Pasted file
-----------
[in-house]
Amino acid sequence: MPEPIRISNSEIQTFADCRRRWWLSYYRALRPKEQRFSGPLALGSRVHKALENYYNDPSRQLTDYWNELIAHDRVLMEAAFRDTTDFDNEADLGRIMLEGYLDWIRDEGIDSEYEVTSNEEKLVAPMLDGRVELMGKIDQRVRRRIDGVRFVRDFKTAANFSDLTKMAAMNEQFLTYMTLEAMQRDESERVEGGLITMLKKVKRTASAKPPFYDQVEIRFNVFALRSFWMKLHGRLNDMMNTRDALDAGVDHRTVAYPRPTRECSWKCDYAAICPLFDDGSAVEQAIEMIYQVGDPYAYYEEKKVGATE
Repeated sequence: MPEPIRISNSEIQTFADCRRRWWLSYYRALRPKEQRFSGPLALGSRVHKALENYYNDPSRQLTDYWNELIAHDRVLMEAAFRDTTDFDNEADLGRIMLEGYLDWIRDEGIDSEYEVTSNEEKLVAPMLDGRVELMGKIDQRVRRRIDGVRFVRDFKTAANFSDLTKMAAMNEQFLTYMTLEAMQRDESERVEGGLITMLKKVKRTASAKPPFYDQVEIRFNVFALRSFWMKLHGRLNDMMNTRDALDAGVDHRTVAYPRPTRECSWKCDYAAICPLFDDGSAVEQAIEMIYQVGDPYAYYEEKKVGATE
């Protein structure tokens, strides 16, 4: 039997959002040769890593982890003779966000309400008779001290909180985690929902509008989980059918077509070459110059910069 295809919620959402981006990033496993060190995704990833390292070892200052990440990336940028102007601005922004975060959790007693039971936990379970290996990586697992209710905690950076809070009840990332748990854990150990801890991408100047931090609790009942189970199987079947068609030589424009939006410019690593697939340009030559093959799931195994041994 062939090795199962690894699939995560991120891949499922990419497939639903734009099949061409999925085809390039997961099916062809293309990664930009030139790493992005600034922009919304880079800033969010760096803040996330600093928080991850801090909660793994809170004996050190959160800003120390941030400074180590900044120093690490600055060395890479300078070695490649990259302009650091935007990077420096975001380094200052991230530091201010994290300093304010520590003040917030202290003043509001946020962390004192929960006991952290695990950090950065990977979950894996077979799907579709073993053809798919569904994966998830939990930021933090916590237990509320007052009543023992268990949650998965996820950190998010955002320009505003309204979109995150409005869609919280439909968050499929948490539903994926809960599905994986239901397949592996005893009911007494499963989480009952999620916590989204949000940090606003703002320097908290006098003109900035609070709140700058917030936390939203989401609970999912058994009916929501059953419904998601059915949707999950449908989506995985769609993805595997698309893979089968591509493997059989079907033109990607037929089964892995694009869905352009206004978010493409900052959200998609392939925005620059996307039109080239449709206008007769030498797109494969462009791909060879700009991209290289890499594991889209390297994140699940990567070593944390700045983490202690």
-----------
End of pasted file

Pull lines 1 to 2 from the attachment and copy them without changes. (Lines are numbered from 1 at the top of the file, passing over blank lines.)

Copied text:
[in-house]
Amino acid sequence: MPEPIRISNSEIQTFADCRRRWWLSYYRALRPKEQRFSGPLALGSRVHKALENYYNDPSRQLTDYWNELIAHDRVLMEAAFRDTTDFDNEADLGRIMLEGYLDWIRDEGIDSEYEVTSNEEKLVAPMLDGRVELMGKIDQRVRRRIDGVRFVRDFKTAANFSDLTKMAAMNEQFLTYMTLEAMQRDESERVEGGLITMLKKVKRTASAKPPFYDQVEIRFNVFALRSFWMKLHGRLNDMMNTRDALDAGVDHRTVAYPRPTRECSWKCDYAAICPLFDDGSAVEQAIEMIYQVGDPYAYYEEKKVGATE